But what makes ETFs attractive to everyday investors? In addition to their investment flexibility and generally low costs, we believe there are 3 main reasons investors are choosing ETFs.

1. Democratization of indexing

Before the introduction of ETFs, if you were looking for an indexing strategy, your only option was to invest in a mutual fund. But unless you were investing directly with a firm like Vanguard, that option may not have been available. If it was, it may have come with a hefty transaction cost. Now you have access to index mutual funds by buying virtually any ETF through a brokerage account.

The tradability of ETFs on exchanges has liberated access and broadened investors’ options for index investments. Along the way, it’s also propelled the popularity of indexing and ETFs and, importantly, helped drive down the average cost of investing.

Bear in mind, though, that when you buy or sell an ETF, you can incur a trading cost. Some brokerage firms offer a low flat fee, while others offer commission-free trading for select ETFs. At Vanguard, you can trade Vanguard ETFs® commission-free through your Vanguard Brokerage Account.*

2. Low hurdle to start investing

The excitement about ETFs isn’t just about accessibility; it’s also about the flexibility to invest as little or as much as you want. You can buy an ETF for the price of 1 share, potentially as low as $50. Mutual funds, however, require a minimum initial investment, which is often $3,000 or more. Some Vanguard mutual funds can be opened with as little as $1,000.**

As you can see, it doesn’t take much to get started. By investing in manageable increments―for instance, $100 in a stock ETF and $100 in a bond ETF―you can achieve a diversified, dual-asset-class portfolio. Although simple, this approach can be a great way to build a portfolio that’s appropriate for your goals.

3. More control over prices

Since ETFs trade throughout the day like stocks, you have more opportunity to determine the price you pay. Mutual funds, on the other hand, are priced once a day, after the market has closed. While no price is guaranteed, you can use a limit order to set a price at which you’re willing to buy or sell an ETF.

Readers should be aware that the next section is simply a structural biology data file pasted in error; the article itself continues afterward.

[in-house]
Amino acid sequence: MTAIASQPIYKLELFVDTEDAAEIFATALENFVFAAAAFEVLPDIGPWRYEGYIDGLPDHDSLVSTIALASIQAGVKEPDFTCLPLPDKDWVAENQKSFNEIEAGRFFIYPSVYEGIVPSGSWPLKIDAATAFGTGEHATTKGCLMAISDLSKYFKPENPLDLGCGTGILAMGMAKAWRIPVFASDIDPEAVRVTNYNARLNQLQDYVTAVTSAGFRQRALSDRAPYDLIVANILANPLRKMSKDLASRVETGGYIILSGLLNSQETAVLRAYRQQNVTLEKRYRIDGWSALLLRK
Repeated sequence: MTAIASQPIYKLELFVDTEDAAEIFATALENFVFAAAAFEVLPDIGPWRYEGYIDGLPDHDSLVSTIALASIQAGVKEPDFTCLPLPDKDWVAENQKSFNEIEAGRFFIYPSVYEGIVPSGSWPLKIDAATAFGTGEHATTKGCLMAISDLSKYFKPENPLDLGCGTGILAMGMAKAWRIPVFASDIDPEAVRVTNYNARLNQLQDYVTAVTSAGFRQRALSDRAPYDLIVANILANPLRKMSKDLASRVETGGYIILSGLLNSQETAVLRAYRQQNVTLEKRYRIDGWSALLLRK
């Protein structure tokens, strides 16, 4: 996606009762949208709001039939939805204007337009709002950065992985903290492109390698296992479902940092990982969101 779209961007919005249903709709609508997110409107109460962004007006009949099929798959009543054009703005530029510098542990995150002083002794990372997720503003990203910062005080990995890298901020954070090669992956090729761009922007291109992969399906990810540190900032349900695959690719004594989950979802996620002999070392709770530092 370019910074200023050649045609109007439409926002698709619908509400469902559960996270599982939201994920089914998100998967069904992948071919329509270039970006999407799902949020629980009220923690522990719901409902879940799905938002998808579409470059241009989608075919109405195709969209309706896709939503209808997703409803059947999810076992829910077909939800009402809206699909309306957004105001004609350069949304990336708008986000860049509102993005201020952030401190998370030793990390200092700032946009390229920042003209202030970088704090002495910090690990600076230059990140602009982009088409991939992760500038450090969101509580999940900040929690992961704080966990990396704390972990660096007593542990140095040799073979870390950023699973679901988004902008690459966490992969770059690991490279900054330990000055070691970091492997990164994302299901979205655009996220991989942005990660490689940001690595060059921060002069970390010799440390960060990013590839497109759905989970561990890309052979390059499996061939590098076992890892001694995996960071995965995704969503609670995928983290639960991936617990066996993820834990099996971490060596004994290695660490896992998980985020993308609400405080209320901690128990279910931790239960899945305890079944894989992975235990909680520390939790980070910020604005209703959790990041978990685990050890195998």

Broadly diversified portfolios still matter

With all the bells and whistles ETFs appear to have—accessibility, low minimums, and more price control—what matters most to your investing success is your ability to stick with a low-cost, broadly diversified strategy. To be fair, the biggest advantages of ETFs—diversification and low costs—can be found in mutual funds too.

So as long as you focus on your long-term goals and invest broadly with low-cost ETFs or mutual funds, you’re on your way to being a successful investor. That was true when the first U.S. ETF traded 25 years ago, and it’s still true today.

*Trading limits, fund expenses, and minimum investments may apply. See the Vanguard Brokerage Services commission and fee schedules for limits.
**The minimum initial investment for Vanguard Target Retirement Funds and Vanguard STAR® Fund is $1,000. A $3,000 minimum applies to most other mutual funds. Fund-specific details are provided in each fund profile.

Notes:

Vanguard ETF Shares are not redeemable with the issuing fund other than in very large aggregations worth millions of dollars. Instead, investors must buy and sell Vanguard ETF Shares in the secondary market and hold those shares in a brokerage account. In doing so, the investor may incur brokerage commissions and may pay more than net asset value when buying and receive less than net asset value when selling.

All investing is subject to risk, including the possible loss of the money you invest.

Diversification does not ensure a profit or protect against a loss.